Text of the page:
More years ago than I care to say, I had taken visiting family and friends to Deception Pass. As I clambered on the rocky heights in the middle of Pass Island, I noticed a fair-sized raptor slowly working its way to the east along the southern channel between the tiny island and Whidbey's northern extreme. It was obviously a laborious struggle, tacking against the stiff breeze coming from onshore.
This was back in the days when I didn't own a camera (how odd that feels now), and didn't know a mallard from a sea eagle (not much different today :)). Yet, there was something wonderfully-relaxing about watching this bird on its appointed task.
As the raptor reached the eastern edge of Pass Island, it banked gracefully and, with the wind at its back, rocketed through the pass, under the bridge, and into the waters of Puget Sound at breakneck speed.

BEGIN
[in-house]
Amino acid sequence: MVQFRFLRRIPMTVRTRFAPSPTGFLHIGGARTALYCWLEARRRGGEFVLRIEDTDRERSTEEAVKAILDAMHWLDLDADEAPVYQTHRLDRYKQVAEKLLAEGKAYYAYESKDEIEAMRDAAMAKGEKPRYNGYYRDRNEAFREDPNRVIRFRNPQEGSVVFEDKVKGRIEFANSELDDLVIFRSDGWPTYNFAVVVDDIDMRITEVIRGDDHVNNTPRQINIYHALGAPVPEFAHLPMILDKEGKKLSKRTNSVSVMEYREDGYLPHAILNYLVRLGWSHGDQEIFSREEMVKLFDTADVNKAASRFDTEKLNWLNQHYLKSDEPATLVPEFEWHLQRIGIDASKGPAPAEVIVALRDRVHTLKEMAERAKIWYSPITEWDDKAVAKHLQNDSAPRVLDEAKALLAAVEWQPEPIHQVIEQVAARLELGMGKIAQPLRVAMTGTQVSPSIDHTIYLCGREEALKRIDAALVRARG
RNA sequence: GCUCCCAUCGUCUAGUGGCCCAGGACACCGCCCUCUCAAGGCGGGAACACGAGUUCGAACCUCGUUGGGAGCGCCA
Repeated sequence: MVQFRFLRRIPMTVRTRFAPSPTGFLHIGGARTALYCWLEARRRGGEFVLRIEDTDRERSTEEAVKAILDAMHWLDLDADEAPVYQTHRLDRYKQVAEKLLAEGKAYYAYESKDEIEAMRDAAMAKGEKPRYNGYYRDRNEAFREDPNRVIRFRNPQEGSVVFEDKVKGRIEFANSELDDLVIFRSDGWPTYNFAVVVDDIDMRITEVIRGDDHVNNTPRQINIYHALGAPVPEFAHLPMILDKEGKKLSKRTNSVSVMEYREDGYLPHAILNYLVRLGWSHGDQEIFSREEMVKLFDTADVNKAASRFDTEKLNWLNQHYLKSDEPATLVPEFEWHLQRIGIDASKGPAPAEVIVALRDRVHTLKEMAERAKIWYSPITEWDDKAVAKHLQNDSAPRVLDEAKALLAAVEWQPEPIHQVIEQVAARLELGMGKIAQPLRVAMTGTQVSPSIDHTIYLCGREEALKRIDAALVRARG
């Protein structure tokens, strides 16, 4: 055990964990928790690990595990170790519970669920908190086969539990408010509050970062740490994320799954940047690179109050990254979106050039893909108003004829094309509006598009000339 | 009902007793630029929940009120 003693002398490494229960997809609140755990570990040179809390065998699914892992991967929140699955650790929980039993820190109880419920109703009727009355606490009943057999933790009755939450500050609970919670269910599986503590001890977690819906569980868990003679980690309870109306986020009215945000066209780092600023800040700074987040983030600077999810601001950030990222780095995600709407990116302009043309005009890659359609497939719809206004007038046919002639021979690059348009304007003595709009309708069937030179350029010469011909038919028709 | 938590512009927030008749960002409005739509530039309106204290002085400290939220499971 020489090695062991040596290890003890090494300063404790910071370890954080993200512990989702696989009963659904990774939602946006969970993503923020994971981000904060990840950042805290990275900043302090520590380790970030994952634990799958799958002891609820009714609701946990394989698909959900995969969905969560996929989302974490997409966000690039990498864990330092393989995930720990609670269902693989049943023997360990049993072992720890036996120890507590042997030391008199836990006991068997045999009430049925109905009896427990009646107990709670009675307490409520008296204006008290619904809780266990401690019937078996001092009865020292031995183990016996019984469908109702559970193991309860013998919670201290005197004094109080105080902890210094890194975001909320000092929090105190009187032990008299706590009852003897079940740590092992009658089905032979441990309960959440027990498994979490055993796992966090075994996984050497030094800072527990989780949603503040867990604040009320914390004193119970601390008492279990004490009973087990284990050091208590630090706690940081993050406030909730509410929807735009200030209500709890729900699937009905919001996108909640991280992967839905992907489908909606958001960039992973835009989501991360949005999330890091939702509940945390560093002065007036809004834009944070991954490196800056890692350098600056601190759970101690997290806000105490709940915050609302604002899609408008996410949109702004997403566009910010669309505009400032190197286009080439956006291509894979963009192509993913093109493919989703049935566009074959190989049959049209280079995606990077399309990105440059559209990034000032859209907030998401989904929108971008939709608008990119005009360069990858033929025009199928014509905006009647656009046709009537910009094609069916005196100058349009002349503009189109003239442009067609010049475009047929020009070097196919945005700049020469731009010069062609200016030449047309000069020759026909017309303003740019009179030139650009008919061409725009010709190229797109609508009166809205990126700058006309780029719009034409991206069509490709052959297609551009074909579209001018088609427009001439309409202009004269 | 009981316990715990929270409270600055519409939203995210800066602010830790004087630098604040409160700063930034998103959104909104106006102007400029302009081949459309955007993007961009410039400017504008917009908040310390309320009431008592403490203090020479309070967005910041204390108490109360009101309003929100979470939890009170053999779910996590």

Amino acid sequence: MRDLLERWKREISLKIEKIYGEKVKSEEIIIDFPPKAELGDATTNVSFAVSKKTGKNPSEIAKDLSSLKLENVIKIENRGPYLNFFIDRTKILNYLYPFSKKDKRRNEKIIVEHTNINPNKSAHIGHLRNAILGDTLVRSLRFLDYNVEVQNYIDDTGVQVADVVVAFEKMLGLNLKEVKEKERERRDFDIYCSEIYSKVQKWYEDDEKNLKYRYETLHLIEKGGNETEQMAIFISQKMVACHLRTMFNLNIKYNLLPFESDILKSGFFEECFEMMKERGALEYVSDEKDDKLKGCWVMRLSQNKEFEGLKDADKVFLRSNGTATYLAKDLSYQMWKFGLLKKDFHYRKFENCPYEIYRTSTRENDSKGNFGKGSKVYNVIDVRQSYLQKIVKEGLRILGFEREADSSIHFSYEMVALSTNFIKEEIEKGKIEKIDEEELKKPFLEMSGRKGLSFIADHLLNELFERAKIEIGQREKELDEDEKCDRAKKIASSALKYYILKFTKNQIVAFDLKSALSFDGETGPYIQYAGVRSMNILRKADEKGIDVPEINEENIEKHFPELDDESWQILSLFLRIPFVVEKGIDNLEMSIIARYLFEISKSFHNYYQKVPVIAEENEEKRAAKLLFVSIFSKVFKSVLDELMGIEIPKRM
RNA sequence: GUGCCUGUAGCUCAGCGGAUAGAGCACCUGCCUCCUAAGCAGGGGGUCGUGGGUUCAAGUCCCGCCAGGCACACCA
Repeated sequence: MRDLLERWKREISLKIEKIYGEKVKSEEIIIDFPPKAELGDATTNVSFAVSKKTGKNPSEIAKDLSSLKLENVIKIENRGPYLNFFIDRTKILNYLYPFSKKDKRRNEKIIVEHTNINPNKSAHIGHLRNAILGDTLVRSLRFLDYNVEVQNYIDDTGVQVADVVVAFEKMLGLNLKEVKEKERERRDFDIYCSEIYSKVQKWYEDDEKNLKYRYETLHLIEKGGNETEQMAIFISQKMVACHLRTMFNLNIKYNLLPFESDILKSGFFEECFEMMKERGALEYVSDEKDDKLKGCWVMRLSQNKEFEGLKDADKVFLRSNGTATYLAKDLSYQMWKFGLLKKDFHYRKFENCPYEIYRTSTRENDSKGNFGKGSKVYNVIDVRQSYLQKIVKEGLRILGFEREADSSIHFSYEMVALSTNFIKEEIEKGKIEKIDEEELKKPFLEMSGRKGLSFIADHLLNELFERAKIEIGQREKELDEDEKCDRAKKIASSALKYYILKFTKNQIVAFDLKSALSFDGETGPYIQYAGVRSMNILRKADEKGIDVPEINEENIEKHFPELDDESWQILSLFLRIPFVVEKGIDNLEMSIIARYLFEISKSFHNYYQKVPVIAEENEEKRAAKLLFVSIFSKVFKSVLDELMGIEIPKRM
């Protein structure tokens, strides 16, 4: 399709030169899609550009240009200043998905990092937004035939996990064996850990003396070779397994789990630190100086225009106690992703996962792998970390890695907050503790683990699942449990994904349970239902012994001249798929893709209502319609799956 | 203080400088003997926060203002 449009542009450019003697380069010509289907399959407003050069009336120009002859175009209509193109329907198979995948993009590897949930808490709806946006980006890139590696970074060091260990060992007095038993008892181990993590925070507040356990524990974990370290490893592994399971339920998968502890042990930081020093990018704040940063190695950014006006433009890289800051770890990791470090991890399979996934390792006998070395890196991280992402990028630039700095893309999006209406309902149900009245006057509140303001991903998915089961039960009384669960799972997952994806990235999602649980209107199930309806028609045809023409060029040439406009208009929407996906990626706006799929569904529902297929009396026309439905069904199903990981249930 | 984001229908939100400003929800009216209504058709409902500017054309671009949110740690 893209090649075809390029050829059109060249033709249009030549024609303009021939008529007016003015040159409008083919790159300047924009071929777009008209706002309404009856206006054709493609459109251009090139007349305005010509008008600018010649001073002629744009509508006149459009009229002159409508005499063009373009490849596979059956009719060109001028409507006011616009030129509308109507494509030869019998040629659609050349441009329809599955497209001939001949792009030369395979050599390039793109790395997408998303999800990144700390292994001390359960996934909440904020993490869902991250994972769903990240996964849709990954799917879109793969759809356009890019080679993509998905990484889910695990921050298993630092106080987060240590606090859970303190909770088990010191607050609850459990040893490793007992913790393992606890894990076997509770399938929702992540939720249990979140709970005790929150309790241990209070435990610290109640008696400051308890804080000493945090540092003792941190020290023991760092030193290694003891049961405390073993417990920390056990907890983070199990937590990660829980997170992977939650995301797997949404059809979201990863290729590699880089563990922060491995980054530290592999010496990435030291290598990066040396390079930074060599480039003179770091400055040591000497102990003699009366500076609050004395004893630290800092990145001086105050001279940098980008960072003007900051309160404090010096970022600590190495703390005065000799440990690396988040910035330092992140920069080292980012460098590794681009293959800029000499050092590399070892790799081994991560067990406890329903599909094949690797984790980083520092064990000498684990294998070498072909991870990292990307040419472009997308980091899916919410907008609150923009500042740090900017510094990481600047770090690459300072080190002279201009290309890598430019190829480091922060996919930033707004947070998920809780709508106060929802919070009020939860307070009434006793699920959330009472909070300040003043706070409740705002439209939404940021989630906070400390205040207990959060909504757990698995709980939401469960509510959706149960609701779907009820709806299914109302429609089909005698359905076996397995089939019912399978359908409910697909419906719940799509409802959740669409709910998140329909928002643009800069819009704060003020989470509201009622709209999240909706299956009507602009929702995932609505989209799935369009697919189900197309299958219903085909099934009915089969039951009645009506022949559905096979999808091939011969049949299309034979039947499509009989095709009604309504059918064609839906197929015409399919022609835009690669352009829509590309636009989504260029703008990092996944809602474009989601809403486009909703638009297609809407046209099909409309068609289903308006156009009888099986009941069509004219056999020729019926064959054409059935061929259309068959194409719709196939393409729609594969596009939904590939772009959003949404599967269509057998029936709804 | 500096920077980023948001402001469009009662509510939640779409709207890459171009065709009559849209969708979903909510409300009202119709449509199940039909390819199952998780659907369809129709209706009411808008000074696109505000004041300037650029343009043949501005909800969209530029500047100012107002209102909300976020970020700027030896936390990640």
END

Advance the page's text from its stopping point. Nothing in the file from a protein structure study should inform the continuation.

About halfway down the Deception Pass State Park Beach, it then turned and, diligently, flapped against the wind to slowly return and pass my aerie lookout on the island. Redux, it banked and raced pell-mell through the pass.
I watched this three times, and to this day wonder if the bird thought this activity was "fun", or any number of other anthropomorphic encumbrances for it. For each minute of afterburner jet flight, there were 10-15 minutes of Wright Brothers. Even without a camera, my memories of that long-ago late morning are still sharp. And I also wonder if I watched something unique or everyday in its life.